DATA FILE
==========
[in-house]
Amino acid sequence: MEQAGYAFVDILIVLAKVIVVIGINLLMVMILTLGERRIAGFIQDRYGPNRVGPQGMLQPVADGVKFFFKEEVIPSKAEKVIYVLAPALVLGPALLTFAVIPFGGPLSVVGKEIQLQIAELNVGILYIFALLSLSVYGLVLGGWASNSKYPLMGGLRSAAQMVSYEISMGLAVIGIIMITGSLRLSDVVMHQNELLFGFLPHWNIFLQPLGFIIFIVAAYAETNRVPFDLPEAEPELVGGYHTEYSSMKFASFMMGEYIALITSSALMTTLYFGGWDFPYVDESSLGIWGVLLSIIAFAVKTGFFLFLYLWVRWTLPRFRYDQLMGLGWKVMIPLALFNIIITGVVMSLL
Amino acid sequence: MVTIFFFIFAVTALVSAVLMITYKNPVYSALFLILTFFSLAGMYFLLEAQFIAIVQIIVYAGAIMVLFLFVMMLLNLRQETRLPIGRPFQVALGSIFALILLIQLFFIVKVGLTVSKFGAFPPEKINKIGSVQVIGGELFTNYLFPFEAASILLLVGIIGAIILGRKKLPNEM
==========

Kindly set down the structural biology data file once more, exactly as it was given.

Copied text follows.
[in-house]
Amino acid sequence: MEQAGYAFVDILIVLAKVIVVIGINLLMVMILTLGERRIAGFIQDRYGPNRVGPQGMLQPVADGVKFFFKEEVIPSKAEKVIYVLAPALVLGPALLTFAVIPFGGPLSVVGKEIQLQIAELNVGILYIFALLSLSVYGLVLGGWASNSKYPLMGGLRSAAQMVSYEISMGLAVIGIIMITGSLRLSDVVMHQNELLFGFLPHWNIFLQPLGFIIFIVAAYAETNRVPFDLPEAEPELVGGYHTEYSSMKFASFMMGEYIALITSSALMTTLYFGGWDFPYVDESSLGIWGVLLSIIAFAVKTGFFLFLYLWVRWTLPRFRYDQLMGLGWKVMIPLALFNIIITGVVMSLL
Amino acid sequence: MVTIFFFIFAVTALVSAVLMITYKNPVYSALFLILTFFSLAGMYFLLEAQFIAIVQIIVYAGAIMVLFLFVMMLLNLRQETRLPIGRPFQVALGSIFALILLIQLFFIVKVGLTVSKFGAFPPEKINKIGSVQVIGGELFTNYLFPFEAASILLLVGIIGAIILGRKKLPNEM